Indianapolis Colts owner Jim Irsay sounded the warning bell during Wednesday’s press conference announcing the release of 14-year quarterback Peyton Manning.
Irsay admitted at the time that Manning’s departure would probably not be the last major shakeup to the team’s aging roster. That much proved true Friday when the team parted ways with five more players — tight end Dallas Clark, middle linebacker Gary Brackett, running back Joseph Addai, safety Melvin Bullitt and backup quarterback Curtis Painter.
The reasoning? Simple. All five were salary-cap casualties. The fact that Clark, Brackett, Addai and Bullitt have all also battled injury issues over the past couple of seasons may have also entered into the team’s thought process.
Clark missed most of the 2010 season and was sidelined for several games last season. Brackett and Bullitt have both suffered season-ending shoulder injuries the last two years.
Despite the reasoning, the decision to part ways with four key members of a roster that made two trips to the Super Bowl, winning one, and playing in three AFC title games was not an easy one.
“These players all made tremendous contributions to the organization and will forever be members of the Colts family,” Irsay said in a statement released by the team Friday. “It’s always difficult to make these decisions which the nature of the salary cap requires. Their legacies with the Colts will be forever remembered by the organization, fans and Indianapolis community. We wish them all the best in their future endeavors.”
Recently hired general manager Ryan Grigson understands the ramifications of releasing fan favorites like Manning, Clark, Brackett and Addai.
“All of these players, we would love to have them here. It was not easy. It was agonizing. You know the situation that we are in roster-wise, what we are trying to do. They were cap casualties,” Grigson said during a Friday evening teleconference.
“That is the way the thing is set up. There is no easy way to do it, but it’s hard. It involves the cap and the money involved, you just can’t do certain things and the cap doesn’t allow you to. They are cap casualties in the truest since of the word.”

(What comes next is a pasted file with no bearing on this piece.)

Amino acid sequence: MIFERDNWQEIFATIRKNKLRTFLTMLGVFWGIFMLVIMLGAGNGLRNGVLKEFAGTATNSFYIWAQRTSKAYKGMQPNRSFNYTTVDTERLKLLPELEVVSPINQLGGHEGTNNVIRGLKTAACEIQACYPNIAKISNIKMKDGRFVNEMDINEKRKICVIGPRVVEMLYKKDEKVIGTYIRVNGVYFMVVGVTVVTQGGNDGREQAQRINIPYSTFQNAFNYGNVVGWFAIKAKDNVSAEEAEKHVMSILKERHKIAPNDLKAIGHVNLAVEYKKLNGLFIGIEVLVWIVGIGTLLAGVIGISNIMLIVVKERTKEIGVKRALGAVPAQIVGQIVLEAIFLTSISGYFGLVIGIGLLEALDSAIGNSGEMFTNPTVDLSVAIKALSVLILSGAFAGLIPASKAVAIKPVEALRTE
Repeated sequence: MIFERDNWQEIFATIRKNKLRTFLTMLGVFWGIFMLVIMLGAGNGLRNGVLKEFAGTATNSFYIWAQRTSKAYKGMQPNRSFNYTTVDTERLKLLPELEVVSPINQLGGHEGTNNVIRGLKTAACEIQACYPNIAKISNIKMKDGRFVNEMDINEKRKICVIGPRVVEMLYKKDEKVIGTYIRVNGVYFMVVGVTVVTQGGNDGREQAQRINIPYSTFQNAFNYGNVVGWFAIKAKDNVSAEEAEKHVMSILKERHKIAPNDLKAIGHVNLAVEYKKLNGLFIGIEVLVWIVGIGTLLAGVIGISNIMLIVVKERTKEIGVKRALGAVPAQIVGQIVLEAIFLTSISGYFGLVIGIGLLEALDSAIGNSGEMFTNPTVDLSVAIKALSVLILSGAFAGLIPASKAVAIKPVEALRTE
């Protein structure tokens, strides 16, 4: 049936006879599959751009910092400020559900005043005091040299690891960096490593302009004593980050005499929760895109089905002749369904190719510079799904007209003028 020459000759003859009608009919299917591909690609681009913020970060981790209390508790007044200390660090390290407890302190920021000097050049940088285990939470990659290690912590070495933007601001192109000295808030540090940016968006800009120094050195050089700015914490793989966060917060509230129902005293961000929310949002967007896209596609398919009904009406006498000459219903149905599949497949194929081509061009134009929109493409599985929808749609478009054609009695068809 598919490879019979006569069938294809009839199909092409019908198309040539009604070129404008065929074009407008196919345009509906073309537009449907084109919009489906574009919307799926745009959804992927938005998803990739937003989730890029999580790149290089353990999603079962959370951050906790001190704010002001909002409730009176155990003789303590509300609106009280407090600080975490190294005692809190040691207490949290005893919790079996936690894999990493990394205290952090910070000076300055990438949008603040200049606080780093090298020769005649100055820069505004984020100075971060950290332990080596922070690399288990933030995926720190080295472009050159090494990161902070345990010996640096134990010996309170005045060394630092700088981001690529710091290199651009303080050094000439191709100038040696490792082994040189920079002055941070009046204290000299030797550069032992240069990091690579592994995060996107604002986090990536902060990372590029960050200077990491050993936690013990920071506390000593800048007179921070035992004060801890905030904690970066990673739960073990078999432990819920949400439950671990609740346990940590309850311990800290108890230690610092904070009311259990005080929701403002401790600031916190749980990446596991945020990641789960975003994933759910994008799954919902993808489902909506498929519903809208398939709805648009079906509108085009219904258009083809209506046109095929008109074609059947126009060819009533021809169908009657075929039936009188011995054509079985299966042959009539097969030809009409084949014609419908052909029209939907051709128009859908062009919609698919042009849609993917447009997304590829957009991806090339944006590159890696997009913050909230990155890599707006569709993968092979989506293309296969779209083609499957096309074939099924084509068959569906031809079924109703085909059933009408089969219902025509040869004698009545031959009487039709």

What is Indianapolis’ salary cap situation? The Colts’ GM wouldn’t address that.
“I am not going to get into specifics numbers-wise. I just released some really great players. I prefer to speak about players that we released today, and again I am not going to give out specific numbers, but we are definitely in a tough situation,” Grigson said, adding that the release of Clark, Addai, Brackett, Bullitt and Painter does help in that regard.
“It helps. I mean it helps. You have to make these decisions obviously to help your future. This is what this is all about, it is about the future. It is about the future of the franchise. If you do all of these things with the fans in mind and with all of our future players and our existing players … yes, it is going to help, but we are not out of the woods by any means.”
Will more players be released in the coming days and weeks? Grigson, again, deferred.
“As of right now, this is where we are at. These are the players today that we let go. That is where our focus is at. Every day is a different day here. You know we have been doing things piece mailed one day at a time, and as of right now that is where we are at with the cuts,” he said.
With these recent roster moves, are the Colts in a better position to make a play for veteran free agent players from other teams. The National Football League’s free agency period begins on Tuesday.
“We are going to try and do our best. Obviously you would love to just get out the shopping cart and go and pick, you know, all the players you would like. We are in a tough spot right now. We are going to do our best to find the best players we are capable of getting underneath the constraints we have right now fiscally,” Grigson explained.
“I wish I could [say how long the rebuilding process is going to take]. None of these things are easy. Every day has been a day that we’re chipping away and trying to move forward. I can’t give a timeline on when we’ll all of the sudden arrive. It’s a daily process and we’re all busting our tails to do our best and do right by the city and by the franchise moving forward. We’re doing our best.”
For those players still on the roster, how are they supposed to feel about all the recent roster moves?
“They are going to learn to buy in. They are going to feel when they walk in here that we are working hard to make this place great once again. It’s going to be something that we’re all going to have to be on board together and work together daily to get to where we want to go,” Grigson countered.
“We’re all going to share the same vision. The people we brought in here will share the same vision. It’s up to coach [Chuck] Pagano, which I’m confident he’ll instill that vision with the players who are here now and the players that we’ll be bringing in the future.”
• Freeney leaving too? — ESPN’s Adam Schefter reported Friday that the Colts might be receptive to offers from other NFL teams for the services of Pro Bowl defensive end Dwight Freeney.
Freeney will count $19 million against the salary cap and Indianapolis officials would like him to re-work his contract in an effort to help alleviate the cap burden. The Colts’ all-time sack leader, though, has reportedly refused to make any changes.
Should another team be interested in Freeney, the price will apparently be steep. Indianapolis is looking for the right trading partner who is willing to make the best deal for the 11-year veteran.
When asked about the report, Grigson opted not to respond.
“I am not going to speak on rumors. Dwight is a member of our club. I am here to talk about the players we released today,” he voiced.
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